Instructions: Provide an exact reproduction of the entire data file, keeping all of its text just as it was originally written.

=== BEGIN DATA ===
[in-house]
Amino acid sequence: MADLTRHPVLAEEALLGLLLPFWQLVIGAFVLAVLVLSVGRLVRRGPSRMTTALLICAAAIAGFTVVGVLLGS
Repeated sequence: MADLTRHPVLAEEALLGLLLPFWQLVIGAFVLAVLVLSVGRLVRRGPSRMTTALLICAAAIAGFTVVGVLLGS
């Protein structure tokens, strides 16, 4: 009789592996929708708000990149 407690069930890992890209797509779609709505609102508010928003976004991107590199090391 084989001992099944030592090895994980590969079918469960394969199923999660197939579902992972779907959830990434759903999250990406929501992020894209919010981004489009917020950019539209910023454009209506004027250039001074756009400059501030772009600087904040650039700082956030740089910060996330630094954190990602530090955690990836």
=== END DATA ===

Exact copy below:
[in-house]
Amino acid sequence: MADLTRHPVLAEEALLGLLLPFWQLVIGAFVLAVLVLSVGRLVRRGPSRMTTALLICAAAIAGFTVVGVLLGS
Repeated sequence: MADLTRHPVLAEEALLGLLLPFWQLVIGAFVLAVLVLSVGRLVRRGPSRMTTALLICAAAIAGFTVVGVLLGS
């Protein structure tokens, strides 16, 4: 009789592996929708708000990149 407690069930890992890209797509779609709505609102508010928003976004991107590199090391 084989001992099944030592090895994980590969079918469960394969199923999660197939579902992972779907959830990434759903999250990406929501992020894209919010981004489009917020950019539209910023454009209506004027250039001074756009400059501030772009600087904040650039700082956030740089910060996330630094954190990602530090955690990836």